Desperation can be a significant motivator as well. If you’re so miserable you can’t imagine life without achieving your goal, it can feel like there’s way more to lose than gain by not reaching it.



5. They aren’t committed enough to the goal.


There’s no doubt that achieving a goal requires commitment and consistent effort. But if that effort involves doing things you don’t like doing or makes you uncomfortable, it can be hard to stay committed.


This is where envisioning the positive experiences you’ll enjoy after reaching the goal can help. If achieving the goal makes a big enough impact on your quality of life, that alone can create the excitement and motivation you need to achieve it.


6. They aren’t focusing.


Distractions are the most common reason people get sidelined from a goal.


It’s just too easy to find something that’s easier or more fun than working hard on a goal. If you’re the type of person that finds it hard to focus on a task, we’ll be discussing ways to overcome this in the next segment.



7. They make too many excuses.


This is a biggy. Like distractions, excuses are usually front and center when we’re faced with a goal that might be overwhelming or confusing.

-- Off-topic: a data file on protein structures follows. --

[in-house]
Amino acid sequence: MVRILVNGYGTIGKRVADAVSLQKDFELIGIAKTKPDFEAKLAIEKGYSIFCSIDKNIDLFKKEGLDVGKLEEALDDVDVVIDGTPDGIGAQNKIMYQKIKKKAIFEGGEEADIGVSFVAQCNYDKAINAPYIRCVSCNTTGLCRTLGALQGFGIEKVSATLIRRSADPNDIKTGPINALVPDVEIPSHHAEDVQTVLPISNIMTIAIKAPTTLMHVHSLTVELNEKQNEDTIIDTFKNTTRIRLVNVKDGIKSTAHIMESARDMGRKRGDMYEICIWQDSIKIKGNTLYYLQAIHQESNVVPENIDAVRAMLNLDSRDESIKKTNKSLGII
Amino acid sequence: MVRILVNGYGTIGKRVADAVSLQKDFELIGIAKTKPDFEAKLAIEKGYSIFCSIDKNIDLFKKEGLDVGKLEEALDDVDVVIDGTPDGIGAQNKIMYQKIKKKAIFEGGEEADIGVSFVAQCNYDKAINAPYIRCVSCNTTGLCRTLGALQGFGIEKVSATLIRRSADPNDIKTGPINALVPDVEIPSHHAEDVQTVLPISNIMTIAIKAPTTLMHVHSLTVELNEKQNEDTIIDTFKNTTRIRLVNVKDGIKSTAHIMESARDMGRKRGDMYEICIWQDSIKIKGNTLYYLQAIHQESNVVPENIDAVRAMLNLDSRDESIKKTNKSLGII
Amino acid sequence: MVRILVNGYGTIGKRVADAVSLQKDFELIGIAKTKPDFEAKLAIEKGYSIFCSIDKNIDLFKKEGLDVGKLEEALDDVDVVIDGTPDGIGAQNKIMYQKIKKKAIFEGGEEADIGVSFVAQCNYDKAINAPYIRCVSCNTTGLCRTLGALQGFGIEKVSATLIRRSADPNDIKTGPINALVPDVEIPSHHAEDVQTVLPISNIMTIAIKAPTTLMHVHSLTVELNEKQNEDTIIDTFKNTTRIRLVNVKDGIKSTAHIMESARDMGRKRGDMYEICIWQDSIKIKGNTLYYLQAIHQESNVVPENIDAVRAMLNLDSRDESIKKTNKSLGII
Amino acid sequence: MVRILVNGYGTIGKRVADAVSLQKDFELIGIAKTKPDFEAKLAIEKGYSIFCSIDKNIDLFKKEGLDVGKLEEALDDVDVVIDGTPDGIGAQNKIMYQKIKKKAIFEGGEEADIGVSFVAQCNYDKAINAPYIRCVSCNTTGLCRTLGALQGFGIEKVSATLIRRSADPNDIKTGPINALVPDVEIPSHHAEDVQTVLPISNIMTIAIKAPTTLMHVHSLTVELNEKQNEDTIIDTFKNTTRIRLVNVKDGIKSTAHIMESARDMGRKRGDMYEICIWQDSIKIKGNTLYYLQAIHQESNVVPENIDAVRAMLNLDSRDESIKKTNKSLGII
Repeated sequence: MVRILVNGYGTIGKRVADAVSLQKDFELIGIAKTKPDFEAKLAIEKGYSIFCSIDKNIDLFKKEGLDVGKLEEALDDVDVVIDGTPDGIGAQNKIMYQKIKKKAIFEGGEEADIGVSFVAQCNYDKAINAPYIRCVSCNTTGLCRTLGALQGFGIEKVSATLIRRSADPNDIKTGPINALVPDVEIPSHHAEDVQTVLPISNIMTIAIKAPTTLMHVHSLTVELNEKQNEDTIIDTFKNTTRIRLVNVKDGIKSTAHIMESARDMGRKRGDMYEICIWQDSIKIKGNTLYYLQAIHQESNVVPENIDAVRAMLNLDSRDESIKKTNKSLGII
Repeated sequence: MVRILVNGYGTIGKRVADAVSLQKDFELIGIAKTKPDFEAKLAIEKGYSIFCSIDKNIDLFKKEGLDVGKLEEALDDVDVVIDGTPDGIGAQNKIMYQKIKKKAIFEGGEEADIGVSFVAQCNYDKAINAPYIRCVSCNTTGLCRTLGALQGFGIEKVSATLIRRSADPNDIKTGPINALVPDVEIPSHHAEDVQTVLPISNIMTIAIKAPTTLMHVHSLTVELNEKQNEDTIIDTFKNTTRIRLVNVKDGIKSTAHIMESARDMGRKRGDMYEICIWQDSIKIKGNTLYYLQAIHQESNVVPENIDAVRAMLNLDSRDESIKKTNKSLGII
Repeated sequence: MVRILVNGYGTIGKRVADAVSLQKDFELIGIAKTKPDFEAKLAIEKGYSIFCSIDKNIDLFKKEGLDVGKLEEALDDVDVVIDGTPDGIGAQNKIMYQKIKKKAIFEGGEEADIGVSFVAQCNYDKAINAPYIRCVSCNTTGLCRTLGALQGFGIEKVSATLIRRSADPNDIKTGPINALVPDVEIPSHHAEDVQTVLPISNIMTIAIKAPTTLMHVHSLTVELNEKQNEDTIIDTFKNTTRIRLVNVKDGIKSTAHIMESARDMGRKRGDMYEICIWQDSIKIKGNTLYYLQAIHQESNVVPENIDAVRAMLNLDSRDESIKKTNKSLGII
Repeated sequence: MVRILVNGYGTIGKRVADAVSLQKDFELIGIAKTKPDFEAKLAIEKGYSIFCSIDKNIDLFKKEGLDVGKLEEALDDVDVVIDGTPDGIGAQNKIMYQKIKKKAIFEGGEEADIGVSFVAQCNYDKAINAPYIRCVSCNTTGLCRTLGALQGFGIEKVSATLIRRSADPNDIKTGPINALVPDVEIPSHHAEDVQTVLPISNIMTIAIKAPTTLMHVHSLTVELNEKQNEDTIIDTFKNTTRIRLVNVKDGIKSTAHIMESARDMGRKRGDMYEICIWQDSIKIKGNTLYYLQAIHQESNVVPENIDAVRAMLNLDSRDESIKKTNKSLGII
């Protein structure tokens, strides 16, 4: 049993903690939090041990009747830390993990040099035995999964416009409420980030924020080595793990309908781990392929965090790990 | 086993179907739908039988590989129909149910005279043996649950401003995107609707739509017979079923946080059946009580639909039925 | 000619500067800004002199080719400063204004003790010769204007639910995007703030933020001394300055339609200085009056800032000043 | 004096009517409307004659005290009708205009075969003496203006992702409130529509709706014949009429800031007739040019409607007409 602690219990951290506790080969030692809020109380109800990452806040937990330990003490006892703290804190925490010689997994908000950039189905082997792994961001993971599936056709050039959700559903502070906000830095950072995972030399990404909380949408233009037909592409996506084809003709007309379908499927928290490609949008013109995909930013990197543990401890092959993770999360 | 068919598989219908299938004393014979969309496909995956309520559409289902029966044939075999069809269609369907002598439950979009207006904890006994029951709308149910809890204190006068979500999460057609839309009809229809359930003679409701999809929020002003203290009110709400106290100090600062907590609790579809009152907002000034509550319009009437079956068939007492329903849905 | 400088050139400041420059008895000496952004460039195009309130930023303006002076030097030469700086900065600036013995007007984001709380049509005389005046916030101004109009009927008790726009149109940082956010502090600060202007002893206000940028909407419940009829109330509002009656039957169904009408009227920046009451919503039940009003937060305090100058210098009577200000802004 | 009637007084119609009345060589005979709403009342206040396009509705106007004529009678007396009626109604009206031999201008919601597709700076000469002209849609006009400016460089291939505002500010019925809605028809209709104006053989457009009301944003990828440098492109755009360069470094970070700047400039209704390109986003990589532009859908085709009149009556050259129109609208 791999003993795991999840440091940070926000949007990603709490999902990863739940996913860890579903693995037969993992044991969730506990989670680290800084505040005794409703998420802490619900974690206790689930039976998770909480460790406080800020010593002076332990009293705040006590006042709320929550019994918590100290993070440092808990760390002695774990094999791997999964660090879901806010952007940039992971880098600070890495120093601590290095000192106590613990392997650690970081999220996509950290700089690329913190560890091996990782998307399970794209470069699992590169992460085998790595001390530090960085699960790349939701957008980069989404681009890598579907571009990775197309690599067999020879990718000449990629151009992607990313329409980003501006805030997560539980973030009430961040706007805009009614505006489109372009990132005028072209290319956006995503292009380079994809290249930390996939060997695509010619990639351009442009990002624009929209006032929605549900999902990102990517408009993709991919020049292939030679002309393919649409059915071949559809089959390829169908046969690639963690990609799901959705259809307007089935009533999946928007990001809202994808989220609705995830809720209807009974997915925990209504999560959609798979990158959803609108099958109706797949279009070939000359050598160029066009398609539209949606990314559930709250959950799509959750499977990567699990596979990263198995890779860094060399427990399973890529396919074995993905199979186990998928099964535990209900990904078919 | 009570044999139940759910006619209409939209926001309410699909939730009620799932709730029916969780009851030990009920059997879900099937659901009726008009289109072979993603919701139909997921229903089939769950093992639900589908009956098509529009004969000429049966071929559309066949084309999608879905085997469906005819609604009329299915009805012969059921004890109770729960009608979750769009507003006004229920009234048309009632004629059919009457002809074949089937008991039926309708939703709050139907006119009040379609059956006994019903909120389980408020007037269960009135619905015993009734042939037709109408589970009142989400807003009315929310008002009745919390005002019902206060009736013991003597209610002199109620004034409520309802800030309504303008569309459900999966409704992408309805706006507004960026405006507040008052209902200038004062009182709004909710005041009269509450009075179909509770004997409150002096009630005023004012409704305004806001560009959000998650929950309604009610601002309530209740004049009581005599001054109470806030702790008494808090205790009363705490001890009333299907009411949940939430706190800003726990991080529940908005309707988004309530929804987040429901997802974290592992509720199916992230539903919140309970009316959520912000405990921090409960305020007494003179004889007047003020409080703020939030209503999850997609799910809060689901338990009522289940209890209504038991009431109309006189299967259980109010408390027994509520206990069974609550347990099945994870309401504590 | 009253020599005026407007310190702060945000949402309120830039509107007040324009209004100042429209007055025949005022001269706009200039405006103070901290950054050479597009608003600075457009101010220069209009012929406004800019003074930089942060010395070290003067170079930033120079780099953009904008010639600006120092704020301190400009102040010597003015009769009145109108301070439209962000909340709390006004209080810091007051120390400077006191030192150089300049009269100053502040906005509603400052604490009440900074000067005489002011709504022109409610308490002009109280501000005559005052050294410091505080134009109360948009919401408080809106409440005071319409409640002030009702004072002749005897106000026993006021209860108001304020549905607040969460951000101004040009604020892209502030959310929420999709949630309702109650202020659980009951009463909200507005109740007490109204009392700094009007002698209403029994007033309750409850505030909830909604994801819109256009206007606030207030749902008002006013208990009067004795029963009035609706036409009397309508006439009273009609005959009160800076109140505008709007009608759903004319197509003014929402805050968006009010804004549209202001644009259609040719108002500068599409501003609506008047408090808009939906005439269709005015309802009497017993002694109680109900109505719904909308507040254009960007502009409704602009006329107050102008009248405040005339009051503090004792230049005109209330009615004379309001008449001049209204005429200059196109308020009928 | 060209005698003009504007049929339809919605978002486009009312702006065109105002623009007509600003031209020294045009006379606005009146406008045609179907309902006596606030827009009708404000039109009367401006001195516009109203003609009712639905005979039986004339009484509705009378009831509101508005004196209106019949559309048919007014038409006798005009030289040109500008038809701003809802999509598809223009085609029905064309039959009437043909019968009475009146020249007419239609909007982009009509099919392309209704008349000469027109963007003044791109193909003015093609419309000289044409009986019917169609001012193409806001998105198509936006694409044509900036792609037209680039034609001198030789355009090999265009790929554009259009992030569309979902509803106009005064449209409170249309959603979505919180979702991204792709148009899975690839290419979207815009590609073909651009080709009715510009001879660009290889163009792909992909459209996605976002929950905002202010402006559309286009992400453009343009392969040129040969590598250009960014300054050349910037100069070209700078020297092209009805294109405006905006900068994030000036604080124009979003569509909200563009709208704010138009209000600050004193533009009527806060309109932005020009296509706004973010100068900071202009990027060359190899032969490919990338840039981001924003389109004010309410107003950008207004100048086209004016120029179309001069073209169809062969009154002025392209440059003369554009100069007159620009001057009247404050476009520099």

For instance, it’s amazing how creative I can become in making excuses when I’m facing a big goal. Maybe I feel I’ve set the bar too high and those doubts start popping up like a warning signal to abort the mission.


So, keeping a reality check on our self-talk is key to staying on track.


8. They don’t know how to handle failure.


Most of us understand that, at some level, failure is just part of our learning path. It’s certainly not a fun thing to experience for sure.


But for some, a person’s belief system can see one failure as a long-term pattern instead of just a temporary setback.


Most goals will have a roadblock, or two, that we weren’t expecting. We get discouraged and start asking ourselves why we started in the first place. Before long, we end up ditching the goal to pursue another new shiny object where the process begins all over again.


This leads me to #9.



9. They give up way too soon.


One of the things about goals is that they tend to take time. Few worthwhile goals are met within a day, a week, or even a few months.


They take dedication and determination to stay on task, especially when the goal becomes difficult or feels boring.


Most habits take a considerable amount of time, often a year or more, to become engrained as a lifetime habit, so being realistic in your expectations is key.


10. They don’t ask for help, guidance, or support when they need it most.


There are times when we might have cut off a little more than we can chew in trying a new goal. We need a little bit of help, but our pride keeps us from asking for or accepting it.


But, that stubbornness shouldn’t be what keeps us from attaining a goal that’s important to us.


If any or all of these reasons, sound familiar to you, there are ways to work around them. In my next segment, I’ll be sharing some of these tips, so you can stay on track and make the experience easier and less frustrating.


So, until then, my friend, as I always say….stay safe, stay healthy and stay strong!


Deborah